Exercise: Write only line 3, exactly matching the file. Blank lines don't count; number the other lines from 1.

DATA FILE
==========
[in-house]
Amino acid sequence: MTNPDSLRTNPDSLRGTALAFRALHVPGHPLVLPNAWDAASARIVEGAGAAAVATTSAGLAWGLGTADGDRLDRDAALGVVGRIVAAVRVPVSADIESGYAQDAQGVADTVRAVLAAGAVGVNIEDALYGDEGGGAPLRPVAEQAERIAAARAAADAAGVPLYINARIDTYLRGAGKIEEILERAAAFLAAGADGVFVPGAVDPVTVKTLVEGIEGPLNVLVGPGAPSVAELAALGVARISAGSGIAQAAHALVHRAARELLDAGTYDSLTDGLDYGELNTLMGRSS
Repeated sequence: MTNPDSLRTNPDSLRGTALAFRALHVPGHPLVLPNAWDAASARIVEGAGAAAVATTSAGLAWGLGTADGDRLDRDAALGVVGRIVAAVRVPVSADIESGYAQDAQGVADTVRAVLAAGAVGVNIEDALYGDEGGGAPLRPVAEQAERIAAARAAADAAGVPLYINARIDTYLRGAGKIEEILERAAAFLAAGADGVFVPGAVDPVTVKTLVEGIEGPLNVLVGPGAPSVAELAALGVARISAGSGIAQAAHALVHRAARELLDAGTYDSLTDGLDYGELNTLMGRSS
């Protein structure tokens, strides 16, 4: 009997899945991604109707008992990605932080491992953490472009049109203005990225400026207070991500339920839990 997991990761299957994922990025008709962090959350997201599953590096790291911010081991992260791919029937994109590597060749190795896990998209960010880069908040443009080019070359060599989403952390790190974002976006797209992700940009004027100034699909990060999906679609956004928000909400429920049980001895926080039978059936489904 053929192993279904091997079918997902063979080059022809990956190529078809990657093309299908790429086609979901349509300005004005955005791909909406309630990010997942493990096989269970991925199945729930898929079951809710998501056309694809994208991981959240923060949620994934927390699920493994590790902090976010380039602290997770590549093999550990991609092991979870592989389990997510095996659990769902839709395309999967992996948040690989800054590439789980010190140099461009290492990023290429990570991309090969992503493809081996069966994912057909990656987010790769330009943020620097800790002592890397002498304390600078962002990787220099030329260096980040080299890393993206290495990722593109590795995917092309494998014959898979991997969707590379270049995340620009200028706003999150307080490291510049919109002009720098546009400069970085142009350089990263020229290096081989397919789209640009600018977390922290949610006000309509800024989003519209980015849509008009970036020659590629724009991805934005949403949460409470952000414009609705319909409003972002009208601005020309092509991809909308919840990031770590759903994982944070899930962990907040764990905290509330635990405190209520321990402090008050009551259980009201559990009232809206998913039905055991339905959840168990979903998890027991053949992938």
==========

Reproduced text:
Repeated sequence: MTNPDSLRTNPDSLRGTALAFRALHVPGHPLVLPNAWDAASARIVEGAGAAAVATTSAGLAWGLGTADGDRLDRDAALGVVGRIVAAVRVPVSADIESGYAQDAQGVADTVRAVLAAGAVGVNIEDALYGDEGGGAPLRPVAEQAERIAAARAAADAAGVPLYINARIDTYLRGAGKIEEILERAAAFLAAGADGVFVPGAVDPVTVKTLVEGIEGPLNVLVGPGAPSVAELAALGVARISAGSGIAQAAHALVHRAARELLDAGTYDSLTDGLDYGELNTLMGRSS